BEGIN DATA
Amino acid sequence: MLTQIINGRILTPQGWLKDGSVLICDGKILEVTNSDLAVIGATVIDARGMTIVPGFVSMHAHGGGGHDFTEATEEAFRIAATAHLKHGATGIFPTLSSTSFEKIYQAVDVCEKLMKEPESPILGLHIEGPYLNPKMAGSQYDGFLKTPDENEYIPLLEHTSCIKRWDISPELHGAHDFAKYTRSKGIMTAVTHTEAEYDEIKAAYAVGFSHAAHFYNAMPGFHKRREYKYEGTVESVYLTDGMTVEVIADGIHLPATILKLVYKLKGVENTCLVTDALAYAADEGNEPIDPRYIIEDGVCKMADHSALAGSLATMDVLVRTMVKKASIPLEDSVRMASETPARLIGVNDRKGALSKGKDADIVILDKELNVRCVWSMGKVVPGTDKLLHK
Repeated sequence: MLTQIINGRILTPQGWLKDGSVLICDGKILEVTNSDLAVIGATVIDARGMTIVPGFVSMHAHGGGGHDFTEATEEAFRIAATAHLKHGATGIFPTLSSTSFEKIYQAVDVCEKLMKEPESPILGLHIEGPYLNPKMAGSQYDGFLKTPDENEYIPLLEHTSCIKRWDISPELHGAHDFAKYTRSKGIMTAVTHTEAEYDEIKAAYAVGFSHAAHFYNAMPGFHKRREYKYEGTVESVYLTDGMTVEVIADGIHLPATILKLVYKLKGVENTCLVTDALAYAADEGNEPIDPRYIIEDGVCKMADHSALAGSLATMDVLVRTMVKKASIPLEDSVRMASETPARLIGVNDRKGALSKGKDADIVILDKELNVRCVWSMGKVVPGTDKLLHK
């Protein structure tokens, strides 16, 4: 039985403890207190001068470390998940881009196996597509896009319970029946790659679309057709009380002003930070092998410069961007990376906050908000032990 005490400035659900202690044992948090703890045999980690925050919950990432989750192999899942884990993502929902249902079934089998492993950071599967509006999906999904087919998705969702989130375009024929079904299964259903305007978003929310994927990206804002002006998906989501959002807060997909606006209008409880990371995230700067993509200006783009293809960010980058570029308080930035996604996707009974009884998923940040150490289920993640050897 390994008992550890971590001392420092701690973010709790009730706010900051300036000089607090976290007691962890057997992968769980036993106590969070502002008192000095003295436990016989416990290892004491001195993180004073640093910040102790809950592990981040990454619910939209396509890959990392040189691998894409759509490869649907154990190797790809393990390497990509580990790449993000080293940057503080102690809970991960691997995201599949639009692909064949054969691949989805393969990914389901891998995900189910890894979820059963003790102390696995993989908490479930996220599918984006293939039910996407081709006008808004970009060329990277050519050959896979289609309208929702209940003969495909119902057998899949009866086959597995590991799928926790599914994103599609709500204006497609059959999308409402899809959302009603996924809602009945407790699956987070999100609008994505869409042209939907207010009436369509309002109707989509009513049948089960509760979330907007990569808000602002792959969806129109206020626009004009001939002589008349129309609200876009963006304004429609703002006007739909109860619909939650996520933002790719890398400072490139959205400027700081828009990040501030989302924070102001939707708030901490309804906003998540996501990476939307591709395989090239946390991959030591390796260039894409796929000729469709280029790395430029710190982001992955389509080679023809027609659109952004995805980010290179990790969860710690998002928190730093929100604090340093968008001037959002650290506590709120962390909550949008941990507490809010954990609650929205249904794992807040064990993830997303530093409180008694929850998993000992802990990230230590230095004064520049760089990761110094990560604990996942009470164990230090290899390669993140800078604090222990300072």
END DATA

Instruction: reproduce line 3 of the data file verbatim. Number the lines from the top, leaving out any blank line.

């Protein structure tokens, strides 16, 4: 039985403890207190001068470390998940881009196996597509896009319970029946790659679309057709009380002003930070092998410069961007990376906050908000032990 005490400035659900202690044992948090703890045999980690925050919950990432989750192999899942884990993502929902249902079934089998492993950071599967509006999906999904087919998705969702989130375009024929079904299964259903305007978003929310994927990206804002002006998906989501959002807060997909606006209008409880990371995230700067993509200006783009293809960010980058570029308080930035996604996707009974009884998923940040150490289920993640050897 390994008992550890971590001392420092701690973010709790009730706010900051300036000089607090976290007691962890057997992968769980036993106590969070502002008192000095003295436990016989416990290892004491001195993180004073640093910040102790809950592990981040990454619910939209396509890959990392040189691998894409759509490869649907154990190797790809393990390497990509580990790449993000080293940057503080102690809970991960691997995201599949639009692909064949054969691949989805393969990914389901891998995900189910890894979820059963003790102390696995993989908490479930996220599918984006293939039910996407081709006008808004970009060329990277050519050959896979289609309208929702209940003969495909119902057998899949009866086959597995590991799928926790599914994103599609709500204006497609059959999308409402899809959302009603996924809602009945407790699956987070999100609008994505869409042209939907207010009436369509309002109707989509009513049948089960509760979330907007990569808000602002792959969806129109206020626009004009001939002589008349129309609200876009963006304004429609703002006007739909109860619909939650996520933002790719890398400072490139959205400027700081828009990040501030989302924070102001939707708030901490309804906003998540996501990476939307591709395989090239946390991959030591390796260039894409796929000729469709280029790395430029710190982001992955389509080679023809027609659109952004995805980010290179990790969860710690998002928190730093929100604090340093968008001037959002650290506590709120962390909550949008941990507490809010954990609650929205249904794992807040064990993830997303530093409180008694929850998993000992802990990230230590230095004064520049760089990761110094990560604990996942009470164990230090290899390669993140800078604090222990300072």